Hosting / WordPress Cache

Depending on your host and the hosting plan you are on, there may be cache services built in. Some offer a level of control, but there a few hosts that require you to contact customer support to get it cleared (not a great “feature”). This is another area to check with your specific host/plan to see how to clear. There are so many options and each is a little different. Some hosts allow you to clear from the WordPress dashboard, others require you to log in to your hosting account.

Caching Plugins

There are a number of speed/performance optimizing plugins that have a cache option. I use WP Rocket on most of my sites, it works great and integrates well with Cloudflare, which I also use. WP Rocket (affiliate link), and similar plugins give you more granular control over what gets cached and what does not, and how often it is automatically cleared.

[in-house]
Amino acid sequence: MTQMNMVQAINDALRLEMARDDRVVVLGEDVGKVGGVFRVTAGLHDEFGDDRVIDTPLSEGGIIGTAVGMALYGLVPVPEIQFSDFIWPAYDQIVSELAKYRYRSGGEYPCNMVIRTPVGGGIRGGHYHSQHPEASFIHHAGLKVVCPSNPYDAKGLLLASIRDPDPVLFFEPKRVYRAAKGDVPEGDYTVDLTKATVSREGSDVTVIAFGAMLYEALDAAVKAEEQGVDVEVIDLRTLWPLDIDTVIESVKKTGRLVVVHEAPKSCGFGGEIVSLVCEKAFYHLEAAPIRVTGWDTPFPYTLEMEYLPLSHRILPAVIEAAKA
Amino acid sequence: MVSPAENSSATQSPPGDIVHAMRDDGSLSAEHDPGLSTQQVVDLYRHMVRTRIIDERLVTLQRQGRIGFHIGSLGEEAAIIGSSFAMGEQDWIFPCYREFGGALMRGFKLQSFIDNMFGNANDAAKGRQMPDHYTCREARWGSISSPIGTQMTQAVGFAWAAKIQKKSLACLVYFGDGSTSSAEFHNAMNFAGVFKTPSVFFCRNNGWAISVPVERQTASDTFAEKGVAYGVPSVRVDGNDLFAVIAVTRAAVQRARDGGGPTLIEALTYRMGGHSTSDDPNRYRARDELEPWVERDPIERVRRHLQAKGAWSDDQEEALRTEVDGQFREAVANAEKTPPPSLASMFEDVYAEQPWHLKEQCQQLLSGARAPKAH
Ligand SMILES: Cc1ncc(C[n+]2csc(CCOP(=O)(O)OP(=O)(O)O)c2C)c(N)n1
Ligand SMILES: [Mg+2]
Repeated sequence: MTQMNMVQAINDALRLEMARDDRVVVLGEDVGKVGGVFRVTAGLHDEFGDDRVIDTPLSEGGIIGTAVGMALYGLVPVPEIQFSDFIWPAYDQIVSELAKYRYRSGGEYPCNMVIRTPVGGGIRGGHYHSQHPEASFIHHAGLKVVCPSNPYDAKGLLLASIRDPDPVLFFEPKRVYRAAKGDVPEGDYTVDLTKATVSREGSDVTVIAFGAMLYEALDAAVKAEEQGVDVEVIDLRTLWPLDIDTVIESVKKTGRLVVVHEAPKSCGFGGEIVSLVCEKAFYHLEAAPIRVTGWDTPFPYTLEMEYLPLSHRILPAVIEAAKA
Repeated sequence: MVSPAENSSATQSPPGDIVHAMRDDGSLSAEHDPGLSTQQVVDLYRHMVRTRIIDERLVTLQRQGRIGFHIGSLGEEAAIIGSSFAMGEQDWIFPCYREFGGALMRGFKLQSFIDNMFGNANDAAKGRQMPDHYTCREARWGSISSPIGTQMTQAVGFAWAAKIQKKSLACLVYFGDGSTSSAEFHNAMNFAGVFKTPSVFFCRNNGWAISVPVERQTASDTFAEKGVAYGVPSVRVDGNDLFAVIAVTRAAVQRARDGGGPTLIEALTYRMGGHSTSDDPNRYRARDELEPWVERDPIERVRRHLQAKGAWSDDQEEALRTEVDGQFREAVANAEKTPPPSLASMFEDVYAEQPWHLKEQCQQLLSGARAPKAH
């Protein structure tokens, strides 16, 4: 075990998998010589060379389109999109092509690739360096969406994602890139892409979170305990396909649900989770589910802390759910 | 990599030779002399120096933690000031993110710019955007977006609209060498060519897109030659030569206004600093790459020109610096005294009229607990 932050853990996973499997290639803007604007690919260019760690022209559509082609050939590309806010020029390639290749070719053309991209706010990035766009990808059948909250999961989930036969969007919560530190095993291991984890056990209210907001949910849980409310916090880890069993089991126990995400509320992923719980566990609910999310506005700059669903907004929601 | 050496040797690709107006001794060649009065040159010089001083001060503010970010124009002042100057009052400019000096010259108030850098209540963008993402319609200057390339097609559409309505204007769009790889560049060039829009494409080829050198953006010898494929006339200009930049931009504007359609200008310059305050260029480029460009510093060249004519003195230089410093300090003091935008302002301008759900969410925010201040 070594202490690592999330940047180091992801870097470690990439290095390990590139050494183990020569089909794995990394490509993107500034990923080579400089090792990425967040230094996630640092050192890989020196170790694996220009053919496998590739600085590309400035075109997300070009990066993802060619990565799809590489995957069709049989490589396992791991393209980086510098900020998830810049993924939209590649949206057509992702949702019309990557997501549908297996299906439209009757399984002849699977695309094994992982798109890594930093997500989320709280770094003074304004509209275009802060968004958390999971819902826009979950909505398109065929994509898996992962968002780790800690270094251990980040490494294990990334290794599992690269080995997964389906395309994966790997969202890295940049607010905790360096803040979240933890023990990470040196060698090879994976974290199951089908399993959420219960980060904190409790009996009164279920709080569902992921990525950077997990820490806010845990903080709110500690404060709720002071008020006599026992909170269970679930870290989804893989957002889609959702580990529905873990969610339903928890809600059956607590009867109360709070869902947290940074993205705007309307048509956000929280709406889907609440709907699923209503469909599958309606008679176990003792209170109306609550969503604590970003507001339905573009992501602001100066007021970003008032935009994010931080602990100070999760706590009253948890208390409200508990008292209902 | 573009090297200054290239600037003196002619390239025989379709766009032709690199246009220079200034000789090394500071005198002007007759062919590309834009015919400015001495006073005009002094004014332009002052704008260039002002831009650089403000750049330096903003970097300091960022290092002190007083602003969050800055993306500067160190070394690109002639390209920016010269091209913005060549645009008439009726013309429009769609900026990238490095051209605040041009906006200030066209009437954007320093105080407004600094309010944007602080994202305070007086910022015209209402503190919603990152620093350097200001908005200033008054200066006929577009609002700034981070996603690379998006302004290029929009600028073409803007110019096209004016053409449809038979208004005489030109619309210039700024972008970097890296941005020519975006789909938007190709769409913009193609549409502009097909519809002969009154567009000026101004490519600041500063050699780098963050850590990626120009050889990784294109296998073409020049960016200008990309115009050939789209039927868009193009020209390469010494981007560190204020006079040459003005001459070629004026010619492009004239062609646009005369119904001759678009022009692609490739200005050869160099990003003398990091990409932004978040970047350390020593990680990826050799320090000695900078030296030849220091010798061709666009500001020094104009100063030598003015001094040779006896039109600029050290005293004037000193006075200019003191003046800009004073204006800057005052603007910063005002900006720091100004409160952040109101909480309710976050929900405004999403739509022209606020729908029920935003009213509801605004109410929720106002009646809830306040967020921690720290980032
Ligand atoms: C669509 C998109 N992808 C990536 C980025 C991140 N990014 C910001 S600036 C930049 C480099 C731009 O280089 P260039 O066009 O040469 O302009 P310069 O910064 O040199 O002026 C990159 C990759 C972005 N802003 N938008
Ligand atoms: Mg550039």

DNS Cache

DNS (Domain Name System) cache is rarely an issue unless you are moving your site to a new host or changing Name Servers. And even then, it’s more of an issue for the web developer who’s waiting for it to propagate. Let’s back up a second though. DNS is similar to a phone number. It takes a domain name, such as cowandrooster.com, and connects that with the IP address – a string of numbers that no one would remember. The Name Server is the place where that conversion is kept. In most cases it is the same location as where you registered your domain name, but if you have a premium DNS service or a CDN, it is likely there.